The Come Up: What’s New in Ad Tech
Digital advertising is on the come up. In 2016, digital as a whole unseated television in total ad dollars spent, surging nearly 22% year-over-year. With digital slated to account for 77 cents of each new ad dollar spent in 2017, new breakthroughs in digital ad tech only continue to disrupt the industry at breakneck speed. Here are the latest considerations for your upcoming media buy:
LinkedIn's Audience Network and Native Video: Networking powerhouse, LinkedIn is stepping up its ad tech game. With the rollout of the LinkedIn audience network, sponsored content is moving out of the confines of the traditional feed and across partnering sites and apps -- this means advertisers can serve content via desktop placements on Microsoft properties (i.e. MSN and Outlook.com), in addition to third-party publishers through exchanges like MoPub, Google’s AdX, Rubicon and Sharethrough. The update is limited to LinkedIn's sponsored post units, which have traditionally seen CPMs run a bit higher relative to competing social network units. Also new, but not (yet) ad tech: LinkedIn native video. Similar to Facebook's offering, LinkedIn is powering autoplay without sound on its feed, qualifying a view at three seconds. LinkedIn's ad offerings have left much to be desired, but there is no denying its data machinery and demand generation potential.
Amazon's (expanded) Programmatic Buying: We've been seeing a ton of evolution at Amazon on the ad tech front. Amazon's advertising arm, Amazon Media Group is powering an amplified self-service offering to select brands and agencies. There isn't a ton of functionality as of yet, but Amazon's proprietary demand-side platform (DSP) enables advertisers to deliver content across Amazon.com and IMDb, in addition to other owned and operated sites and apps. Also new: Amazon's expanding headline search ads -- similar to search ads, these are the sleek Amazon product units that appear above Google results when users search for a particular product. A caveat: these are reserved for Amazon brand owners. Amazon may be a ways away from monetizing on advertising, but its expanding marketing service suite is definitely something to keep on the radar.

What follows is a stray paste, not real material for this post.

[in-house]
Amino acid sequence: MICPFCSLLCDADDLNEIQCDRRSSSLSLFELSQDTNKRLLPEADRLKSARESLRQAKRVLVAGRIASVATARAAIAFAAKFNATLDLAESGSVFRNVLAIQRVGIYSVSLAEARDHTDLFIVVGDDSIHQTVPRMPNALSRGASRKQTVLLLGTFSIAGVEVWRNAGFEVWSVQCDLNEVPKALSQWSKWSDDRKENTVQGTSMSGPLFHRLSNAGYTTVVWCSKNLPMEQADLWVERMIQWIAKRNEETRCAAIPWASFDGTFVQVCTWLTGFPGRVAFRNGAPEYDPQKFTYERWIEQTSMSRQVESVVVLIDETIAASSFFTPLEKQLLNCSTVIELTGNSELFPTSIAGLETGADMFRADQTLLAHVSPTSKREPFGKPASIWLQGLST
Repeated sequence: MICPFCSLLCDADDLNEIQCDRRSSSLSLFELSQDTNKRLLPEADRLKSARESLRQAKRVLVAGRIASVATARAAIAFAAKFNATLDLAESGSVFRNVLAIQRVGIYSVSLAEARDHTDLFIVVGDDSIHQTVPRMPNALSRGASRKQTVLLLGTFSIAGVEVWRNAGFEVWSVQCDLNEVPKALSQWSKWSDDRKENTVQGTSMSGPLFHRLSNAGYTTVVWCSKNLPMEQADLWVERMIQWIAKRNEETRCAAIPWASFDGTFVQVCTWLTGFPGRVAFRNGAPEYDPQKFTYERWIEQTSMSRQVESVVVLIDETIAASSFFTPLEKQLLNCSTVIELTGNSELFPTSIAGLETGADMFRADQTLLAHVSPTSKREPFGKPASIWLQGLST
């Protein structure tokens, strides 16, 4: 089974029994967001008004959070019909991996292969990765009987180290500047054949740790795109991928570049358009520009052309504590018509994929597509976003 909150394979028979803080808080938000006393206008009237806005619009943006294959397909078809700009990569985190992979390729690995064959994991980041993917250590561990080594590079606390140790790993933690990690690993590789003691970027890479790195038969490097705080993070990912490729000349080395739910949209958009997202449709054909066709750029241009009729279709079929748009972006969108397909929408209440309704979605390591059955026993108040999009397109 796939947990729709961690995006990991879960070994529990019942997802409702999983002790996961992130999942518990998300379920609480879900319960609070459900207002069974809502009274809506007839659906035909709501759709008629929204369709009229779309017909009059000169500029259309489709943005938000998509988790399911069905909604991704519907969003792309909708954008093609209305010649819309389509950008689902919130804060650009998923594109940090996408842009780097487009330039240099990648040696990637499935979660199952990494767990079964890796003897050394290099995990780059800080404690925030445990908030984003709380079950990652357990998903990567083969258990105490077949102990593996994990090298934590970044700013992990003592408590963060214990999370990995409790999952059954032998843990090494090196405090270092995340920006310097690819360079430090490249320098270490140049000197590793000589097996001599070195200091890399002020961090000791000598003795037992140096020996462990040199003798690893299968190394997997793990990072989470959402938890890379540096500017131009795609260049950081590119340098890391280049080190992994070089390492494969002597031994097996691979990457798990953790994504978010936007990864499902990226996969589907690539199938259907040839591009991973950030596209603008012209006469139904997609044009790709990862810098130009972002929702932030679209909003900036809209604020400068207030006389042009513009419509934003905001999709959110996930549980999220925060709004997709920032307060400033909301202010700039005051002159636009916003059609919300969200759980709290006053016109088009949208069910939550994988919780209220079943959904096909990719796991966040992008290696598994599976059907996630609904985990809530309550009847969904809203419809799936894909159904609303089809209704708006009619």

YouTube's Adpocalypse: This is a biggie, particularly if you're in the business (or are implementing the use) of influencer marketing. Throughout early 2017, and in the midst of some serious advertiser pushback, YouTube addressed growing accountability issues of ads serving alongside offensive content, basically shifting algorithms and disabling video ads. You can relive a play-by-play of the full fiasco here. The impact was swift for influencers and content creators alike -- some saw ad revenue fall as much as 30 percent within the first month of the so-called "adpocaplypse." The media consensus is that the policy overhaul was disastrous; and the balancing act between advertisers vs. creators only continues as these reverberations continue to ripple across the space.
OpenSlate, and the Greater Ad Auditing Space: To dovetail with my previous point re: YouTube's vast policy overhaul -- not to mention the recent controversies surrounding Facebook's (lack of) disclosures on $100k worth of Russian influence advertising -- brand safety and accountability are increasingly coming to the forefront of digital media planning. A number of large players like Omnicom are implementing third-party auditing services, like those provided by OpenSlate, that can independently validate ad measurement, targeting, and placement. We're only scratching the surface as an industry -- unease around brand safety and accountability is not only real, but will shape large-scale changes in the space.
Facebook Original Video: Facebook is looking to make some headway on original, long-form video programming. The social network's much-anticipated Watch feature is the latest digital play to curb ad budgets and users away from TV...as well as Facebook's attempt to undercut video spend on competing networks like Snapchat, Twitter, and YouTube. NASA, Mashable, Quartz, and Hearst, are just a handful of content partners that will develop original programming available across mobile, desktops, and TV apps. What does Facebook's new video hub mean for advertisers? Ad buyers need to keep an eye out for the long-term feasibility of Facebook's TV offering, from both an adoption and revenue generation standpoint -- but for now, Watch may just mean more in-stream opportunities for social media buys.
The ad technology world is ever-evolving in scope and complexity. Need help navigating it? Drop us a line.